How to engage and keep Gen Z workers in a post COVID world
With everyone across the world experiencing a dramatic change in how they live, it is no surprise the usually social and creative personalities attached to Gen Z types are struggling to be the truest version of themselves. Leading social researcher Claire Madden tells us why recruitment and staffing agencies and employers must pay more attention to the needs of this generation right now.
Leading social researcher and keynote speaker, Claire Madden, says it’s time to throw out the guidebook when talking about the needs of Gen Z as things have changed significantly under the backdrop of a global pandemic.
The Australian expert in understanding demographics, social trends and the implications of generational changes in behaviour has written numerous resources on the world views of Gen Z, a lot of which is detailed in her book, Hello Gen Z.
Her extensive studies have led her to intrinsically connect with the needs and desires of this generation which currently represent a third of the world’s population.
Claire said every element of life for this young generation was changing; from the ways they work, to how they interact with others, how they shop and spend - and it’s important to recognise all the little and major shifts in the ways they respond over the coming months and years.
Claire said this generation could really benefit from an anchor, a person or business they could trust and look up to, and one that was willing to spend time mentoring them through their period of uncertainty.
“For years we have been shaping our conversations with Gen Z to meet their psychological needs which have primarily been geared towards belongingness and love – with a particular emphasis on relationships and friendships,” Claire said. “A key theme often talked about by this group is the ability to feel enjoyment in their work – research has told us that this is often a deciding factor in choosing a prospective employer or when considering whether they will remain with a workplace.”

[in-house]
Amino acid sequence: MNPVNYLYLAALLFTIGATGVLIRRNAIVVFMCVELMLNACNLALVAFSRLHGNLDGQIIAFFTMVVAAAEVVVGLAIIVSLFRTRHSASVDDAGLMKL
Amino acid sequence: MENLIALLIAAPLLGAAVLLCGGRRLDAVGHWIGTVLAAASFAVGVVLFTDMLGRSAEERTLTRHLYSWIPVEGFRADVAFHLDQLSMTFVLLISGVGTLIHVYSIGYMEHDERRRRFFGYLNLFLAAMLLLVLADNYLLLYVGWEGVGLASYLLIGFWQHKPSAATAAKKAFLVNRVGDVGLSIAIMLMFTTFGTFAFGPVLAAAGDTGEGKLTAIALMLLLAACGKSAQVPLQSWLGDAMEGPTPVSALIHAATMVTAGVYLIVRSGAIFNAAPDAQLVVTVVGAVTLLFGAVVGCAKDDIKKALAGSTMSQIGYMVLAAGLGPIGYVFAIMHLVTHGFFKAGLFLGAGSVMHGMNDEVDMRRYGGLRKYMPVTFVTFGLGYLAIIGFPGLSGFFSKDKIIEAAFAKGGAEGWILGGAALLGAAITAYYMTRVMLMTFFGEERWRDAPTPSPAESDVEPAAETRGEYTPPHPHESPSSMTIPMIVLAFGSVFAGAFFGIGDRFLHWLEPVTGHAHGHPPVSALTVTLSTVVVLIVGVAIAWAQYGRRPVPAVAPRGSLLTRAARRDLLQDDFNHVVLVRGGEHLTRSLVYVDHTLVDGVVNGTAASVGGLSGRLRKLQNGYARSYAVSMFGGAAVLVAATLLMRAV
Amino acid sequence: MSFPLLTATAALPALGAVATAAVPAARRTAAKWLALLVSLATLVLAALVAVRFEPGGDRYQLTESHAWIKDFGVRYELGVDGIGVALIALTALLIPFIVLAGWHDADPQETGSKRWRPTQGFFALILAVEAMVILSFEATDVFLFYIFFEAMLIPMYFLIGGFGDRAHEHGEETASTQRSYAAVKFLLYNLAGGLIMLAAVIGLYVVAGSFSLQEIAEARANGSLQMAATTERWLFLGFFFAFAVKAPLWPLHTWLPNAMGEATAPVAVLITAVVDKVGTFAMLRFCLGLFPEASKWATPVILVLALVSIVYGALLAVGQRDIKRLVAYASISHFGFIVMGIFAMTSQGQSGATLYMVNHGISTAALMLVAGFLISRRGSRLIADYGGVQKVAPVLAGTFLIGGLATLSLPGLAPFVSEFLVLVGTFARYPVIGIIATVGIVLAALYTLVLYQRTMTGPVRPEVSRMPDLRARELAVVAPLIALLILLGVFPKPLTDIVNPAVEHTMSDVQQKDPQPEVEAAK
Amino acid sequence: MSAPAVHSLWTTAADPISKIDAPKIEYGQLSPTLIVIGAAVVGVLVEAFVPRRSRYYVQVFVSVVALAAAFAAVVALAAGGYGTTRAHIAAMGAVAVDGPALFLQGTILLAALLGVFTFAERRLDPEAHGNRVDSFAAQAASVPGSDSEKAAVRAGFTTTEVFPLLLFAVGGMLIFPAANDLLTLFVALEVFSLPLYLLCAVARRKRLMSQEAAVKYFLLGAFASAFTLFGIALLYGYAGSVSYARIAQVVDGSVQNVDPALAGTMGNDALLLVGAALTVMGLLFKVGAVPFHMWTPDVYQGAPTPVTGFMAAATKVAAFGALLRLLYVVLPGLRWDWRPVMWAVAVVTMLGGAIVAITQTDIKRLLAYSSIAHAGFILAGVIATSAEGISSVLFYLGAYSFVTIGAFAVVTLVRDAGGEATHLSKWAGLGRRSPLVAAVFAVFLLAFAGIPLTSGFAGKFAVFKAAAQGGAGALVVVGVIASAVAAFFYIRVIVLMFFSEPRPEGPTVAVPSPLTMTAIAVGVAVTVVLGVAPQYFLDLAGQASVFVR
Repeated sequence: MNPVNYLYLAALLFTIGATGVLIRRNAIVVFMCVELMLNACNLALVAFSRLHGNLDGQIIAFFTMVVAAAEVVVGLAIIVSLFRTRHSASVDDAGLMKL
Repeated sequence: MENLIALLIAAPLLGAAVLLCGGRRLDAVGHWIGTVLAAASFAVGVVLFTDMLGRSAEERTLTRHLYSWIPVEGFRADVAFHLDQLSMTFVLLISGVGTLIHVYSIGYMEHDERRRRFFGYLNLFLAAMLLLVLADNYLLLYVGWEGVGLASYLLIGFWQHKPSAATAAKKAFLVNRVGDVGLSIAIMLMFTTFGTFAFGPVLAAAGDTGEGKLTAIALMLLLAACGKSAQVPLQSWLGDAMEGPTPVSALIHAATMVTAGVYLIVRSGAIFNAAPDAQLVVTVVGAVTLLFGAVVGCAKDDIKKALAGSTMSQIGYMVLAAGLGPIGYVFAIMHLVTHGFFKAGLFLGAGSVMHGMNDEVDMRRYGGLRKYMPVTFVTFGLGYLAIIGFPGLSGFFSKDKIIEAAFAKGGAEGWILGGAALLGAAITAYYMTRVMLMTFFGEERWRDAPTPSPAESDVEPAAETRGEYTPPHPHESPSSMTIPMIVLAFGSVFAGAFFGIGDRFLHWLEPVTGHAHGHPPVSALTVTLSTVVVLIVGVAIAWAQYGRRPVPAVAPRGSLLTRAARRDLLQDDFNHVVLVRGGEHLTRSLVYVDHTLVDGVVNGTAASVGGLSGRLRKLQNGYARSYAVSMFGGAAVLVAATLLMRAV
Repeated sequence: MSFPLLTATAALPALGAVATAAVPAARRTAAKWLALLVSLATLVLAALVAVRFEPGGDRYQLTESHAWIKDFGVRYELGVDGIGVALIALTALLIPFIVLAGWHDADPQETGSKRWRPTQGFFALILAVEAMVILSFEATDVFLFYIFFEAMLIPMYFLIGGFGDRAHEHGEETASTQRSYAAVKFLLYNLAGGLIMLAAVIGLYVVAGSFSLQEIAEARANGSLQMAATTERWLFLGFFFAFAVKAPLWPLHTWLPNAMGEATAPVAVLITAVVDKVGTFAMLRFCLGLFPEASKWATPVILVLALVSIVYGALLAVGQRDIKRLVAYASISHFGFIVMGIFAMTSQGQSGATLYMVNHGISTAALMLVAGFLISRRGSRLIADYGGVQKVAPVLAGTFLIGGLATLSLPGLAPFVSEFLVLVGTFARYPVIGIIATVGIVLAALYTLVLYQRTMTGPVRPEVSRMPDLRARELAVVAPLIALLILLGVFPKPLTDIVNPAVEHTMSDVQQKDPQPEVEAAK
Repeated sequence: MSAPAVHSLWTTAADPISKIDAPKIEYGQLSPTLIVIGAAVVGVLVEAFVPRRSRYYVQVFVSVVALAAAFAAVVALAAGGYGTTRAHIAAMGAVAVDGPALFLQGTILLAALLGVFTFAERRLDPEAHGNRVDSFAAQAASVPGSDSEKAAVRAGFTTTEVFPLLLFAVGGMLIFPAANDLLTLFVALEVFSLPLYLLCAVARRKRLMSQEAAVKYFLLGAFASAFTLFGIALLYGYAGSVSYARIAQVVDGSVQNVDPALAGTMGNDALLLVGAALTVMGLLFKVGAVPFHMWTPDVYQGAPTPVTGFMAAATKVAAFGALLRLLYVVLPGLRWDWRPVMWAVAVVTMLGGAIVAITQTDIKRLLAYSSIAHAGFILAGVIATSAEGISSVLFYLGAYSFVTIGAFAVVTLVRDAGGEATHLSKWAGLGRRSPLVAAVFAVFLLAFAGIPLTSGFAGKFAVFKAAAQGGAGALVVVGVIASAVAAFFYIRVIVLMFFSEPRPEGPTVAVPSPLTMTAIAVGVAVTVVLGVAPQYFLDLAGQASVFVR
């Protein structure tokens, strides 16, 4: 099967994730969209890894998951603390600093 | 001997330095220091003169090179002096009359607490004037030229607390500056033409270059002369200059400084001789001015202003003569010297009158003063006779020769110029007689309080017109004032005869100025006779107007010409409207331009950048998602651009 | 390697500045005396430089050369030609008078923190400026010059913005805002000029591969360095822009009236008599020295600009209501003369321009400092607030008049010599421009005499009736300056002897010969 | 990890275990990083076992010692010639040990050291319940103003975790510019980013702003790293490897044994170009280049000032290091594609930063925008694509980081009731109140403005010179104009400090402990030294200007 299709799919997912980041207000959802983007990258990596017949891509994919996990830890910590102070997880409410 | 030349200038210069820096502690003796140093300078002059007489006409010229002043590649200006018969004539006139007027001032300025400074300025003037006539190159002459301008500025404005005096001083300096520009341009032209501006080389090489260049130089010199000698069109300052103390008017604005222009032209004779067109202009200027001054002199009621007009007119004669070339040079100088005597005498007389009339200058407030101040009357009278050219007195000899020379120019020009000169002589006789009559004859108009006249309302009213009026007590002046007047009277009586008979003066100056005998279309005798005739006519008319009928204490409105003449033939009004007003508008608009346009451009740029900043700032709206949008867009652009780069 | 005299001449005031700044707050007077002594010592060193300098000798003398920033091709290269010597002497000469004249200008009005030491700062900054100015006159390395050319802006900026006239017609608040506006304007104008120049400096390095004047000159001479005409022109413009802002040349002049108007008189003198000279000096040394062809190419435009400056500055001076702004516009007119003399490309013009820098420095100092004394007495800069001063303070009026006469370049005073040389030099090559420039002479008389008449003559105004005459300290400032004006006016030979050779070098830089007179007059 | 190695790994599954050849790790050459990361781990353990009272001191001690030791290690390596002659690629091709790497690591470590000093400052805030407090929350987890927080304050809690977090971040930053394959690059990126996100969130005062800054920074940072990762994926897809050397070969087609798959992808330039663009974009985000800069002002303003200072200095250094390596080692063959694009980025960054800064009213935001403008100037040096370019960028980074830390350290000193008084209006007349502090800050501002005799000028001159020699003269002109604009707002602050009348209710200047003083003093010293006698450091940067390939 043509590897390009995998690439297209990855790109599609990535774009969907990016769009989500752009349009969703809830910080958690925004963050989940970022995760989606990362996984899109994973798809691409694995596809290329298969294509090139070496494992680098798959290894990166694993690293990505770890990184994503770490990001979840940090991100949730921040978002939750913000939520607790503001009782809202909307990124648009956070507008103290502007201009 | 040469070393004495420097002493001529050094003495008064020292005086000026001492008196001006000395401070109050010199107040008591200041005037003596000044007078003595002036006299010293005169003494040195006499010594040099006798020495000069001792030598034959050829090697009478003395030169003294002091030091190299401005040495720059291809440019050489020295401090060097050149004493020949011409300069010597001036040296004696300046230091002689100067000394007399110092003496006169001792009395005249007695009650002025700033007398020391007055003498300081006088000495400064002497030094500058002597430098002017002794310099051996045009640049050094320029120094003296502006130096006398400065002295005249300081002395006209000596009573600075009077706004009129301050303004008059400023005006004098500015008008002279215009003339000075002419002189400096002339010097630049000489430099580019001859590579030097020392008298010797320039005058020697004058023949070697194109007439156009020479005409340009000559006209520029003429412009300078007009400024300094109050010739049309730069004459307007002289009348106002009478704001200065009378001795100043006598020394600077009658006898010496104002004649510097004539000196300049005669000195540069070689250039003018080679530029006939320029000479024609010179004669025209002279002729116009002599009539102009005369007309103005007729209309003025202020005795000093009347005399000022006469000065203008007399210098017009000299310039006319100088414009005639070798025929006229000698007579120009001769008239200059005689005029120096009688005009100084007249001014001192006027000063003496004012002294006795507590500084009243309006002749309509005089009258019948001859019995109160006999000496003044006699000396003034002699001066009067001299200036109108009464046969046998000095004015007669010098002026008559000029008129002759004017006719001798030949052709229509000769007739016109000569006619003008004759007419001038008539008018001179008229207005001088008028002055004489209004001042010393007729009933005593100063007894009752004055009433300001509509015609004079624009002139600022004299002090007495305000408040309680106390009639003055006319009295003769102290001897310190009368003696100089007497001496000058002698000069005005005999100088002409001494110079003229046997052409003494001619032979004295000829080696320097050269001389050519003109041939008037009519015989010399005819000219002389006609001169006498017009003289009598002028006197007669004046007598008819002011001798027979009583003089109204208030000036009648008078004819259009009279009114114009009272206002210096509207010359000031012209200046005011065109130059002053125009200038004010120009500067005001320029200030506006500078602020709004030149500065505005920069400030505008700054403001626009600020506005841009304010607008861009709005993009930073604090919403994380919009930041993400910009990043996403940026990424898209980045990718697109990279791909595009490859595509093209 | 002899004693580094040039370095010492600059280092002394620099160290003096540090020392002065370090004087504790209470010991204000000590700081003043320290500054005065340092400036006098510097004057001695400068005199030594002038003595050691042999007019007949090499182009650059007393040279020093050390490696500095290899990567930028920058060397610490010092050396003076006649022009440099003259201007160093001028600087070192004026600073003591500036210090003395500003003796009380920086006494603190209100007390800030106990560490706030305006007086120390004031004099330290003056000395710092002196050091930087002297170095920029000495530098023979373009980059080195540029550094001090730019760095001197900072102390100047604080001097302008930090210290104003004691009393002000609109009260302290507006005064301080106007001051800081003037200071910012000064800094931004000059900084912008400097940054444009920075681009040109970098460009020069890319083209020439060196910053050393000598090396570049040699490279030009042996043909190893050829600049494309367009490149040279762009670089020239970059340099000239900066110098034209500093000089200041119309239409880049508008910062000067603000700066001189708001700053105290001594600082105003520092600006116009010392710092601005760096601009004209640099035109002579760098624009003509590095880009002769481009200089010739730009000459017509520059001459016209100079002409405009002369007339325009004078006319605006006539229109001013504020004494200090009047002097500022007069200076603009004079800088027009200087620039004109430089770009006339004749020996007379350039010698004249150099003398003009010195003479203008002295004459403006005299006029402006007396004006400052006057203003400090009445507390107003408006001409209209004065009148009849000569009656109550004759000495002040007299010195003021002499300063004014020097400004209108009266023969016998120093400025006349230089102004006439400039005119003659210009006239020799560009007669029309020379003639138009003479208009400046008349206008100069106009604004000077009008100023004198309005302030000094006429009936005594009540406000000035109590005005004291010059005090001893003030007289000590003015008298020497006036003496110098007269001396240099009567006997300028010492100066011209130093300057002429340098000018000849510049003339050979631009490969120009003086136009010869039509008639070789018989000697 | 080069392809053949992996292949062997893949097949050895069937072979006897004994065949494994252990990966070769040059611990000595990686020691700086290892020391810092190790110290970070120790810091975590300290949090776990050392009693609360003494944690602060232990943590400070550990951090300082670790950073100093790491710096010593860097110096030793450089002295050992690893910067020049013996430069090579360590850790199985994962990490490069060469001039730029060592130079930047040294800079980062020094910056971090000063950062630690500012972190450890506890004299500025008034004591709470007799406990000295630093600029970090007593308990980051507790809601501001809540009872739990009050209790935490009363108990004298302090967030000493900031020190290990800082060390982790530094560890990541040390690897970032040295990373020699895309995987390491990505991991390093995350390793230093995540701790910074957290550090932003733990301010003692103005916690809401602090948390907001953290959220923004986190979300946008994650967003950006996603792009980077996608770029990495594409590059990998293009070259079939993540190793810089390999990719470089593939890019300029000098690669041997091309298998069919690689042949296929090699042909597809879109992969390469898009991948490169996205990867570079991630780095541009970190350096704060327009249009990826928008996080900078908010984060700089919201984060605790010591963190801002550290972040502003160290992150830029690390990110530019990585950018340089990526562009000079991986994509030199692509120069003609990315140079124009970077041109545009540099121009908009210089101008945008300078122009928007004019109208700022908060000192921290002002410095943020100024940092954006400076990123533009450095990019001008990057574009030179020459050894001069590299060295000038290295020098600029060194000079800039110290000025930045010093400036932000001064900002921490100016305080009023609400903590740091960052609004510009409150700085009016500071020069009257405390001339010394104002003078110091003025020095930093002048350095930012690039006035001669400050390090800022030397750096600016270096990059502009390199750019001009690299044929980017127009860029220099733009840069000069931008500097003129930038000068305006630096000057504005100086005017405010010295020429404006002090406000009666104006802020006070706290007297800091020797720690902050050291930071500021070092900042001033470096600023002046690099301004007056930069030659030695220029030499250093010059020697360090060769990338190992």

With the whole world experiencing a dramatic change in the ways we live, it comes as little surprise that the usually social and creative personalities attached to Gen Z types, are struggling to be the truest version of themselves.
“It’s so important that recruitment and staffing agencies and employers more generally pay attention to the needs of this group right now,” Claire said. “They are having to rethink what they value in the workplace to address more basic needs like security and safety.”
Claire believes the way to help encourage confused Gen Z employees is to first address their feelings of instability and then to reassure them with a planned approach to supporting their growth.
“For the first time Gen Z types are talking more about job security and not just job flexibility. To appeal to this mindset, recruiters could consider repositioning their callout to address the security of the opportunity which will resonate with Gen Z in the current environment.
Couple those talking points with addressing their long-term needs in working within an engaged and friendly culture and contributing to a business or sector that will have meaningful impact, and you’re more likely to attract this talent pool,” Claire said.
“Employers can’t be complacent here. While it’s great they might be able to provide a sense of stability in providing a role, eventually the social needs of these employees will remerge. If leaders invest time into planning for this eventuation, everyone will be better positioned.”
For leaders and employers, now is the time to revisit the values of the business and to get buy in from its people for a unified approach.
“I recommend making it clear how you will help these young minds learn and develop – this generation is naturally hungry to learn and to be engaged. They have grown into a world full of change and disruption and if leaders make an interest in their growth they will likely foster a culture of shared knowledge in return.
“These young people want to be mentored. They also love transferrable skills and particularly developing their soft sills like verbal communication. Learning how to communicate more effectively, building relationships and boosting confidence are all areas that will appeal to this mindset. Formal recognition has a place in keeping this group engaged but fundamentally, ensuring that they are continuing to learn will place them in a position to want to stay working within that environment.”
For more information on Claire’s expertise visit clairemadden.com and keep an eye on RCSA’s learning and development platform as Claire is a regular presenter of webinars and workshops.